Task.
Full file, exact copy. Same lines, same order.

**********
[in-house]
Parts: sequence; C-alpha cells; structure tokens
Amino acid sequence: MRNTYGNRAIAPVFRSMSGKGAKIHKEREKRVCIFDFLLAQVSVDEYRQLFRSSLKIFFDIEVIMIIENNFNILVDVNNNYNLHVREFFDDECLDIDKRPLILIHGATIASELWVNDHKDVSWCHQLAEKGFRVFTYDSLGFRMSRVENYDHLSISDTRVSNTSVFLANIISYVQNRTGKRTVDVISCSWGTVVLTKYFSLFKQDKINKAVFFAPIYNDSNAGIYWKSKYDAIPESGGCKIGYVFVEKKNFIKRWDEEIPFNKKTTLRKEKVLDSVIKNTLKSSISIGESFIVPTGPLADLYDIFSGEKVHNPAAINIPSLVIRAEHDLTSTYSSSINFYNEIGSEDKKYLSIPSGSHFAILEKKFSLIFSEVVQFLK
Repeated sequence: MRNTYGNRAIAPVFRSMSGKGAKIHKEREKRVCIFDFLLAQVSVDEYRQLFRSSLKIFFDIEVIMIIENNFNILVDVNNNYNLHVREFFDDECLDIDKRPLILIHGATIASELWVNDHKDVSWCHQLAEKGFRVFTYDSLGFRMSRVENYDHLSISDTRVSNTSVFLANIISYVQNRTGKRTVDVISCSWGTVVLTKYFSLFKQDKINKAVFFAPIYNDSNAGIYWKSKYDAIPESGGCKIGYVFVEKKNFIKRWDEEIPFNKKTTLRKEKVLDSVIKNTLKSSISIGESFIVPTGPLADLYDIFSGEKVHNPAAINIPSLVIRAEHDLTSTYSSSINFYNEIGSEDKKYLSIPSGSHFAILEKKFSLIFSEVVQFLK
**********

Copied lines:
[in-house]
Parts: sequence; C-alpha cells; structure tokens
Amino acid sequence: MRNTYGNRAIAPVFRSMSGKGAKIHKEREKRVCIFDFLLAQVSVDEYRQLFRSSLKIFFDIEVIMIIENNFNILVDVNNNYNLHVREFFDDECLDIDKRPLILIHGATIASELWVNDHKDVSWCHQLAEKGFRVFTYDSLGFRMSRVENYDHLSISDTRVSNTSVFLANIISYVQNRTGKRTVDVISCSWGTVVLTKYFSLFKQDKINKAVFFAPIYNDSNAGIYWKSKYDAIPESGGCKIGYVFVEKKNFIKRWDEEIPFNKKTTLRKEKVLDSVIKNTLKSSISIGESFIVPTGPLADLYDIFSGEKVHNPAAINIPSLVIRAEHDLTSTYSSSINFYNEIGSEDKKYLSIPSGSHFAILEKKFSLIFSEVVQFLK
Repeated sequence: MRNTYGNRAIAPVFRSMSGKGAKIHKEREKRVCIFDFLLAQVSVDEYRQLFRSSLKIFFDIEVIMIIENNFNILVDVNNNYNLHVREFFDDECLDIDKRPLILIHGATIASELWVNDHKDVSWCHQLAEKGFRVFTYDSLGFRMSRVENYDHLSISDTRVSNTSVFLANIISYVQNRTGKRTVDVISCSWGTVVLTKYFSLFKQDKINKAVFFAPIYNDSNAGIYWKSKYDAIPESGGCKIGYVFVEKKNFIKRWDEEIPFNKKTTLRKEKVLDSVIKNTLKSSISIGESFIVPTGPLADLYDIFSGEKVHNPAAINIPSLVIRAEHDLTSTYSSSINFYNEIGSEDKKYLSIPSGSHFAILEKKFSLIFSEVVQFLK